DEATHS Julia Adams Julia Adams, 54, of Falmouth, died Jan. 4, 2013. Survivors include her parents, Beecher and Wanda Baker Davis of Cincinnati; husband, Randy Adams of Falmouth; daughters, Carrie Baker of Butler, Cassie Geiger of Alexandria; son, Randell Adams of Lexington; sisters, Cynthia Fries of California, Patty Adams of Alexandria, Sandy Hurst of Butler, Glenda Merritt of Alexandria, Becky Seiter of Brooksville and Connie Breeze of Augusta; and four grandchildren. Burial was at Butler Cemetery in Butler.

Dennis Bricking Dennis Edward Bricking, 70, formerly of Southgate, died Jan. 12, 2013, at Baptist Hospital East in Louisville. He attended Newport Catholic High School and received his bachelor’s of art degree and jurist doctorate from the University of Kentucky. After marrying, he moved to Louisville to join the Legal Aid Society as a staff attorney and began a 36-year tenure there, including 30 years as director. Survivors include his wife, Patricia Bricking; daughters, Jennifer Bricking, Elizabeth Bricking and Erica Bricking; five grandchildren; brothers, Bill Bricking and Richard Bricking; and sister, Mary Anne Crowley. Memorials: Louisville Bar Foundation, Dennis E. Bricking Memorial Fund, or the National Multiple Sclerosis Society at http://bit.ly/7lNrj5.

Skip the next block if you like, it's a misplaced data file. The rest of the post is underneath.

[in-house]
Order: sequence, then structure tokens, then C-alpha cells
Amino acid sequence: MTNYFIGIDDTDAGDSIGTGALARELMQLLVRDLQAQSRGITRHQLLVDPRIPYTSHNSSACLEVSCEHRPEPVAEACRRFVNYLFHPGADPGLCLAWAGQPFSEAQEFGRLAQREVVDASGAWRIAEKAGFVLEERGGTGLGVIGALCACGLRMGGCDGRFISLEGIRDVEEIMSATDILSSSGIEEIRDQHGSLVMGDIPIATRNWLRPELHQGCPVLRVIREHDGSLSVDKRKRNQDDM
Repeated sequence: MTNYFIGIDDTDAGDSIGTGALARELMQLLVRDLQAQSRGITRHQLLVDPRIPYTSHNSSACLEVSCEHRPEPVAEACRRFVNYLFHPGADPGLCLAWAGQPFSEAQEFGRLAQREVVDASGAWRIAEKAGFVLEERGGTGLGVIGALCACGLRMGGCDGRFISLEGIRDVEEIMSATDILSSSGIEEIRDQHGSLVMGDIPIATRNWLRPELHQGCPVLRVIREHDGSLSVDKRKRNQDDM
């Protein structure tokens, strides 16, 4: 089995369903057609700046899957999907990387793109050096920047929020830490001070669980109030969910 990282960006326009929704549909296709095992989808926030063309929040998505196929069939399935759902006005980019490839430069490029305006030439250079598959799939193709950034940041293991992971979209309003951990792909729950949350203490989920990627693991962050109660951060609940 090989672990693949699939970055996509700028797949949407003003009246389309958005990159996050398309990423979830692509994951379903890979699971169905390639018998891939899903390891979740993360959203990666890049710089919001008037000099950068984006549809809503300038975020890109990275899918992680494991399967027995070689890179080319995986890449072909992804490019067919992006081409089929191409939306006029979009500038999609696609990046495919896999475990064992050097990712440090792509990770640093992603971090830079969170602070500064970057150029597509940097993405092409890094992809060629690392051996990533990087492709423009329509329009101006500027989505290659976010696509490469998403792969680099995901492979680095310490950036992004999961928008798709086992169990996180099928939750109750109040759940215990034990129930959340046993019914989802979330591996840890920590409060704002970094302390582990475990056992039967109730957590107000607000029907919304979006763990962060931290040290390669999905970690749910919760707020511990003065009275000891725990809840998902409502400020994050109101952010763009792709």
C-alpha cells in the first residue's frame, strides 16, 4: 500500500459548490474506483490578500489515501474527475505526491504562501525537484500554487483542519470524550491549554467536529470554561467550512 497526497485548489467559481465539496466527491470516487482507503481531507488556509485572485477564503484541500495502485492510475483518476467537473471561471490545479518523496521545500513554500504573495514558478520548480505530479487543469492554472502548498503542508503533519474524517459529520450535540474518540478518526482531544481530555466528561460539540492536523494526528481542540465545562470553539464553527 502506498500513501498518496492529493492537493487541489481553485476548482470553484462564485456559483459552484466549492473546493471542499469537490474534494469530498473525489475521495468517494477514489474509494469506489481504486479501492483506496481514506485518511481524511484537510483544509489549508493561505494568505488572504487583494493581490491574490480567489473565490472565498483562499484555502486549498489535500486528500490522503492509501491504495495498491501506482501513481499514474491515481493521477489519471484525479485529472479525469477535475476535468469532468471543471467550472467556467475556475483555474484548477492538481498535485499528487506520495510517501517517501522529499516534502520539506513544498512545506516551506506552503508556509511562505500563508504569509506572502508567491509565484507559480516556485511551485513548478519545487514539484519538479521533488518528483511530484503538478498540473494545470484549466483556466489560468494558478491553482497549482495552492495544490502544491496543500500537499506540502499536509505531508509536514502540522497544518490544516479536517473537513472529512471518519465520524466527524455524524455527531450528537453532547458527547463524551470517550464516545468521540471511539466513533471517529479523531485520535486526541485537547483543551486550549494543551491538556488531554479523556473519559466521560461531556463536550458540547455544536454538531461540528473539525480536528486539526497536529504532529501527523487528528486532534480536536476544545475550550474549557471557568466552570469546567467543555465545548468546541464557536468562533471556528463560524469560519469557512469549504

Kenneth Brockman Sr. Kenneth L. Brockman Sr., 72, of Silver Grove, died Friday, Jan. 4, 2013. He was a Retired Welder for Grefco and International Permalite. His wife, Grace Brockman; three brothers, Owen, Glenn and Melvin; and two sisters, Margie and Helen, died previously. Survivors include his sons, Steve, Kenny and Denny Brockman; daughter, Langda Brockman, brothers, Gary and Scott; sisters, Gloria, Shirley, Joann and Langda; and 12 grandchildren.